Costume Society Ambassadors, Costume Society, News, Reviews  |  April 12, 2018

‘Artist Textiles - Picasso to Warhol’ Exhibition Review

Casci Ritchie

‘Artist Textiles’ was first exhibited at the Fashion and Textile Museum in 2014 and is currently on show at the New Lanark Visitor Centre. The exhibition displays over two hundred objects ranging from dresses to trade books from across the twentieth century. Highlights include textile designs from Salvador Dalí, Andy Warhol, Sonia Delaunay, Henri Matisse, Pablo Picasso and Fernand Léger. The exhibition is spread across the floor of one of the main mill buildings with a mixture of objects in glass display cases, mounted textiles and mannequins on plinths. There is steady chronological flow, following the growth of mass produced textiles from the 1910s to the 1970s. Designs throughout the exhibition appear fresh and contemporary and would not look out of place within the high street today. Print subjects vary from the circus to candy apples and the objects exhibited showcase a variety of printing techniques, including screen printing, roller printing and block printing. There are a number of long lengths of screen printed textiles mounted, ready to be run up on the sewing machine into border-printed circle skirts, including an Andy Warhol acrobatic clown border design.

Throughout the exhibition art movements, such as Modernism and Pop Art, are celebrated and textile techniques, such as screen printing and weaving, are given the spotlight. The exhibition itself is static and although this does not affect the overall experience there was perhaps a missed opportunity for some interactive stations to encourage viewers to get creative themselves. Each room of the exhibition is colour blocked to effectively showcase the designs on display. The only section that perhaps did not feel as strong was the Picasso display which was set against black.  The black backdrop  allows some of the objects displayed to stand out but feels disjointed from the technicolour walls before.

A personal highlight for me was the ‘Surreal Things’ section of the exhibition featuring Marcel Vertès’ trademark novelty prints, including the below ‘Vegetable Patch’ pattern which left me with serious head scarf envy. Vertès’ work also translated beautifully across into garments designed by the American designer Claire McCardell. Some garments are on open display which invites you to get up close and appreciate the intricacies of the prints. This was incredibly engaging and it was a treat to see viewers carefully peering over the elevated plinths to see the design details on the backs of the garments.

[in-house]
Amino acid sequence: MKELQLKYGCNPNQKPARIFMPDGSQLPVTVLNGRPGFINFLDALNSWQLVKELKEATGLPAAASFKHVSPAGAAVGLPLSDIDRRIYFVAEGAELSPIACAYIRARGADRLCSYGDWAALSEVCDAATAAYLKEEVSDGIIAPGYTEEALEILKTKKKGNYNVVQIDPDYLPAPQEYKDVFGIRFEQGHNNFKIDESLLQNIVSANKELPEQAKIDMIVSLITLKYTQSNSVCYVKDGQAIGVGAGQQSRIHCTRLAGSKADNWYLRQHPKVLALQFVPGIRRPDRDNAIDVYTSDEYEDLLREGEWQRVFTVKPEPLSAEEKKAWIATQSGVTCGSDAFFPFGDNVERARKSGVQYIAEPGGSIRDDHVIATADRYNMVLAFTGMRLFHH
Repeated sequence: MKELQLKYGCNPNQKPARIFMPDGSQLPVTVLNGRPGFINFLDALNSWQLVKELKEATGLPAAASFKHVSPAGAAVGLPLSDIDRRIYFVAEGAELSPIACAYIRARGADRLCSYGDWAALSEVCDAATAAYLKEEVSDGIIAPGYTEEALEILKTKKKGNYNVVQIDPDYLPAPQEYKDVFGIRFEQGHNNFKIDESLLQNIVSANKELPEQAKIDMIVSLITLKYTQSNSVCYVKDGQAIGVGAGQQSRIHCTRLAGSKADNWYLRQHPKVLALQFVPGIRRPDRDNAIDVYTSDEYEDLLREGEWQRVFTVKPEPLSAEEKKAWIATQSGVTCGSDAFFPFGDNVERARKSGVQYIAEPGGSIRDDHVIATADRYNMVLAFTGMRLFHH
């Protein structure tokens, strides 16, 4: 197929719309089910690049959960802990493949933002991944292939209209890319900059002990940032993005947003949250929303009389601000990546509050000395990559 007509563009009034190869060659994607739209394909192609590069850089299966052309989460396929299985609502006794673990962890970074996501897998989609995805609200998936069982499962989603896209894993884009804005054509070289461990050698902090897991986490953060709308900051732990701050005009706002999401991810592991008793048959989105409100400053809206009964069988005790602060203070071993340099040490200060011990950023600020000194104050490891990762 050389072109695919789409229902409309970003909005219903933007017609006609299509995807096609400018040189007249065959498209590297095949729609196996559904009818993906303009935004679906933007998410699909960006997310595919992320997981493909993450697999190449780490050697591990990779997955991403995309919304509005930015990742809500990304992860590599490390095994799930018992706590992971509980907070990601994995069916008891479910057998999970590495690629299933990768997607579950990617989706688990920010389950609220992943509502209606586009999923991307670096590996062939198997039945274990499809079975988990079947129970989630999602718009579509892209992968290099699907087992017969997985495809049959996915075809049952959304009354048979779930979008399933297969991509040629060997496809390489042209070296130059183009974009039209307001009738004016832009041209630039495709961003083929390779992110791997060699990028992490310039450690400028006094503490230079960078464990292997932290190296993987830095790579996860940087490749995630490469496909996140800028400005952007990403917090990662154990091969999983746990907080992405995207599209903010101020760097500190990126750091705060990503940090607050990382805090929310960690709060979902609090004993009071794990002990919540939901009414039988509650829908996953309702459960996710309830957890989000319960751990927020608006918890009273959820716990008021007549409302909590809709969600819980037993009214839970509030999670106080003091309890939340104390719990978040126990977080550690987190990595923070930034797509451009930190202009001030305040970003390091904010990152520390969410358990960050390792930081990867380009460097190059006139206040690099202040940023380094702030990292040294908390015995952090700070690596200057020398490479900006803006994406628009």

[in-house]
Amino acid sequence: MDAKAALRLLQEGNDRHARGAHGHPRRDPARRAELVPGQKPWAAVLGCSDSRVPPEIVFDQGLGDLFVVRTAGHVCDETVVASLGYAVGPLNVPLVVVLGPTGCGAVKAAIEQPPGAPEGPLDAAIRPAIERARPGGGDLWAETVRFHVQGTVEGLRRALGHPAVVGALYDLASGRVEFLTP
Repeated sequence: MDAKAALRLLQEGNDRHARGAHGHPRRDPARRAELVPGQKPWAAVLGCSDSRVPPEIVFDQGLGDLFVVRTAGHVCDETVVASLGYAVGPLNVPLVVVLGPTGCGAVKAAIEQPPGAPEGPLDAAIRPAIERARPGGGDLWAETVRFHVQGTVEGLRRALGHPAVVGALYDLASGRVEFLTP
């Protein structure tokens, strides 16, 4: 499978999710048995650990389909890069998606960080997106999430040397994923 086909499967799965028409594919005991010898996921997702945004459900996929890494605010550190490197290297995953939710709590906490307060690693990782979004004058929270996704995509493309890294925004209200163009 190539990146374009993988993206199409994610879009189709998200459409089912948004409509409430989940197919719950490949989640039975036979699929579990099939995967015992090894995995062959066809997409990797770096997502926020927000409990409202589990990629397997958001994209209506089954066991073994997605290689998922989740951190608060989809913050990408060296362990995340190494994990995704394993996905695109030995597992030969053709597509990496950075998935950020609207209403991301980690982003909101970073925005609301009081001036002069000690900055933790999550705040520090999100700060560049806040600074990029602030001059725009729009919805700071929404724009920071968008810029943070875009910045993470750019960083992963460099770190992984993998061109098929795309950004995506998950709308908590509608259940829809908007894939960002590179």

Amongst the mannequins and mounted fabrics there are a scattering of advertisements from various publications such as ‘Look’ and these bring contemporary context to the designs. For the sum of $30 you could be the proud owner of a Picasso designed corduroy ‘Hostess Cocktail Culotte’ in 1963. Although in today’s monetary value the garment would be mid-end price range, it did convey the growing accessibility and appreciation of artistic wares  within the discerning consumer’s home and wardrobe. Whilst walking through the exhibition I imagined the original wearers of some of the garments and their relationships to their wearable art.

I left the exhibition creatively recharged with an itch to get back to my sewing machine. I found the exhibition accessible to all ages and interests and would definitely recommend a day trip out to New Lanark Heritage Site to enjoy both the exhibition and beautiful surroundings. The exhibition is in partnership with the Fashion and Textile Museum, London and will be open until 29th April 2018. For more information please visit http://www.newlanark.org/visitorcentre/artist-textiles.shtml.

 

Further Reading:

Rayner, Geoffrey, Richard Chamberlain, and Annamarie Stapleton. Artists Textiles: Artist Designed Textiles 1940-1976. Woodbridge: Antique Collectors Club, 2014.

  • Mid-century Horrockses printed dress display at Artist Textiles
  • Artist Textiles Andy Warhol and Zandra Rhodes display
  • Marcel Vertès silk screen-printed ‘Vegetable Patch’ silk scarf,1944
  • White Stag ‘Hostess Cocktail Culotte’ in Picasso design corduroy, 1963

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